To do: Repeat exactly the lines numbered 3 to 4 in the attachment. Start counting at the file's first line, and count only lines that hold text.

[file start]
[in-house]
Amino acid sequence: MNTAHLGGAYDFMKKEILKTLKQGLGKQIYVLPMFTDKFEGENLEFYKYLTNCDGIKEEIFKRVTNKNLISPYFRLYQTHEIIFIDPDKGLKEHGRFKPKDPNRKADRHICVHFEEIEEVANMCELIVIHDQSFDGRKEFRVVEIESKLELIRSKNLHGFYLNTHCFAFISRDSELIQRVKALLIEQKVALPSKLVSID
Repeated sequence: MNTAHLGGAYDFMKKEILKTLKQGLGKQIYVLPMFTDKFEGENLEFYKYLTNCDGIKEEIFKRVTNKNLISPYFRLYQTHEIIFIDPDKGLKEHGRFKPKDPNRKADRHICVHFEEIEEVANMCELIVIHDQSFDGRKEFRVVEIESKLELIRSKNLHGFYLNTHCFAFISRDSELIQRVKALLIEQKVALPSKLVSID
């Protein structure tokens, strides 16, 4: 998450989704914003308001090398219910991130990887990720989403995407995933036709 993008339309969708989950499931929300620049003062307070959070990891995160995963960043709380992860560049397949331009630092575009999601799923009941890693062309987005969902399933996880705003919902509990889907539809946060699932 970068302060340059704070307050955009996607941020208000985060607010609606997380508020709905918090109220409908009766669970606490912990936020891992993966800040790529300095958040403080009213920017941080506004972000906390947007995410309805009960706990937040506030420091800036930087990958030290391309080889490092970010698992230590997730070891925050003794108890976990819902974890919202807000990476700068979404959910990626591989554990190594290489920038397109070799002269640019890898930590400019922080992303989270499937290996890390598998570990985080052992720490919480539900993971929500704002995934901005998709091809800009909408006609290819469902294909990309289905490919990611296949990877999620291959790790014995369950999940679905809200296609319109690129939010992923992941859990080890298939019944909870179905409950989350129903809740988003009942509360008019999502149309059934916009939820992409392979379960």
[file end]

Repeated sequence: MNTAHLGGAYDFMKKEILKTLKQGLGKQIYVLPMFTDKFEGENLEFYKYLTNCDGIKEEIFKRVTNKNLISPYFRLYQTHEIIFIDPDKGLKEHGRFKPKDPNRKADRHICVHFEEIEEVANMCELIVIHDQSFDGRKEFRVVEIESKLELIRSKNLHGFYLNTHCFAFISRDSELIQRVKALLIEQKVALPSKLVSID
């Protein structure tokens, strides 16, 4: 998450989704914003308001090398219910991130990887990720989403995407995933036709 993008339309969708989950499931929300620049003062307070959070990891995160995963960043709380992860560049397949331009630092575009999601799923009941890693062309987005969902399933996880705003919902509990889907539809946060699932 970068302060340059704070307050955009996607941020208000985060607010609606997380508020709905918090109220409908009766669970606490912990936020891992993966800040790529300095958040403080009213920017941080506004972000906390947007995410309805009960706990937040506030420091800036930087990958030290391309080889490092970010698992230590997730070891925050003794108890976990819902974890919202807000990476700068979404959910990626591989554990190594290489920038397109070799002269640019890898930590400019922080992303989270499937290996890390598998570990985080052992720490919480539900993971929500704002995934901005998709091809800009909408006609290819469902294909990309289905490919990611296949990877999620291959790790014995369950999940679905809200296609319109690129939010992923992941859990080890298939019944909870179905409950989350129903809740988003009942509360008019999502149309059934916009939820992409392979379960």